In the waning days of campaign 2000, supporters of political candidates and organizations have flooded e-mail boxes with variations of the basic viral message: “Remember to vote — e-mail this message to a friend.”
Political parties, special-interest groups, trade associations, business groups and unions have contributed to the blitz of viral marketing as part of their last-minute get-out-the-vote activities. From the Christian Coalition to the National Abortion and Reproductive Rights Action League, organizations have been arming supporters with information about candidates and issues — and imploring them with a standard “spread the word” pitch.
Political operatives say viral marketing is an immensely helpful tool for get-out-the-vote efforts.
“The number of people now reached [through the Internet] dwarfs our other media,” said Brian Wild, executive director of grass-roots and advocacy programs at the U.S. Chamber of Commerce, Washington, a group that is backing pro-business candidates.
With traditional get-out-the-vote methods such as telemarketing, direct mail or door-to-door leafleting, voters may read or hear the message, but the likelihood that they will take action or pass it on to a friend is slim, Wild said.
But the Internet, with its point-and-click convenience, changes that. An activist appeal to the chamber's 20,000-supporter e-mail list resulted in a response rate of more than 50 percent. Wild estimated that this activist appeal reached more than 100,000 potential voters.
While acknowledging the difficulty of estimating the actual reach of a viral campaign, Wild said that because of viral forwarding, the chamber's campaign messages could contact 3 million to 5 million voters before Election Day.
Other groups, enthused by the potential magnitude of the viral effect, have created programs to spur person-to-person networking. The Republican National Committee, for example, has the so-called eChampion program, and similarly, the Democratic National Committee has the e-Precinct Leader program. Both programs ask activists to commit themselves to viral messaging. During the past two weeks, the two campaigns have contacted e-activists almost daily.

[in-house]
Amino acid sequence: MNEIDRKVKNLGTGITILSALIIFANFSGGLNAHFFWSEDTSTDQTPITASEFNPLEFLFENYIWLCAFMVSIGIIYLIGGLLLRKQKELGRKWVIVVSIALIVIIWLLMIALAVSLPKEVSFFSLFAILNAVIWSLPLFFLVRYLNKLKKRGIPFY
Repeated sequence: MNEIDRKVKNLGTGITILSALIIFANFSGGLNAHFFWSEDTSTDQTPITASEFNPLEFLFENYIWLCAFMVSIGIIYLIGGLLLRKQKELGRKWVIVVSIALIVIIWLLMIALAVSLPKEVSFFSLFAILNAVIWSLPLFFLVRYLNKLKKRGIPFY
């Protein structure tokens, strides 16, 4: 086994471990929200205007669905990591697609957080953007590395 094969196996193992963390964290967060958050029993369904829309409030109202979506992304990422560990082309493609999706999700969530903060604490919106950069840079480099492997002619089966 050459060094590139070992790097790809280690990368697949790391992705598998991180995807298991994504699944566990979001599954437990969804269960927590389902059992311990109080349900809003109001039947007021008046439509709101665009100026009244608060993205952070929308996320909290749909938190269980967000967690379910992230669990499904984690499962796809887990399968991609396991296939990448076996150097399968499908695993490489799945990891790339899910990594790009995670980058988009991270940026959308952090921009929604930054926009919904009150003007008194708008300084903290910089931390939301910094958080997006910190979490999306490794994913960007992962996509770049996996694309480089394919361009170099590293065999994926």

Organizations such as the AFL-CIO and NARAL have fueled the online get-out-the-vote rush by adding a “send an e-card” feature to their Web sites. The e-card feature, increasingly common on candidate Web sites, urges activists to e-mail a political advertisement, along with a personal note, to a list of friends, family members and colleagues. Recipients of the e-card can view it at the organization's Web site, where they, in turn, are urged to remind more friends to vote.
While most organizations are still investing primarily in the tried-and-true get-out-the-vote methods, some groups have already made the Internet a central part of their strategies.
The U.S. Chamber of Commerce will spend several hundred thousand dollars on Internet activities this campaign season. It launched its online campaign in January with its Grassroots Action Information Network, a site designed to provide members with political information. The chamber intensified its online effort in August with a banner advertising campaign, which added 20,000 activists to the organization's e-mail list. A second Web site was created to serve these newly recruited activists and provide them with organizing tools.
In addition to the viral effect, an added advantage of Internet-style get-out-the-vote efforts is the ability to target precisely and quickly.
“We knew we didn't have the resources to make an impact in every race,” Wild said. So in August, the chamber targeted its advertising campaign on Internet service provider Juno to pro-business voters in 25 geographical areas.
Likewise, other organizations have used the Internet for last-minute targeting. Abortion rights advocate NARAL reportedly sent e-mail messages to 200,000 likely pro-choice voters in recent weeks.
And late last month, the Sierra Club, in a move to recruit activists in swing districts, sent e-mail messages to 10,000 independent-registered women age 25 to 55 in Pennsylvania and Ohio. According to Deanna White, the organization's deputy political director, the Sierra Club paid voter database company Aristotle International $5,000 for the names. The organization has spent roughly $30,000 on Internet advertising during this campaign, White said.
With recent polls projecting extremely close races across the country, some say online get-out-the-vote efforts could play a decisive role in swing districts.
Wild believes the U.S. Chamber of Commerce's focused online efforts could tip the scales in tight races in Kentucky and Michigan.
Pam Fielding, a principal at E-advocates, Washington, a consultancy that specializes in recruiting “cyberadvocates” for associations and nonprofit organizations, also believes that online get-out-the-vote efforts could play an important role in the election.
Fielding predicts that organizations that have been regularly updating supporters about legislative battles in Congress will reap dividends on Nov. 7. Educating voters will pay off, Fielding said. “I think voters will connect the dots between what has happened in legislation and the importance of election 2000,” she said.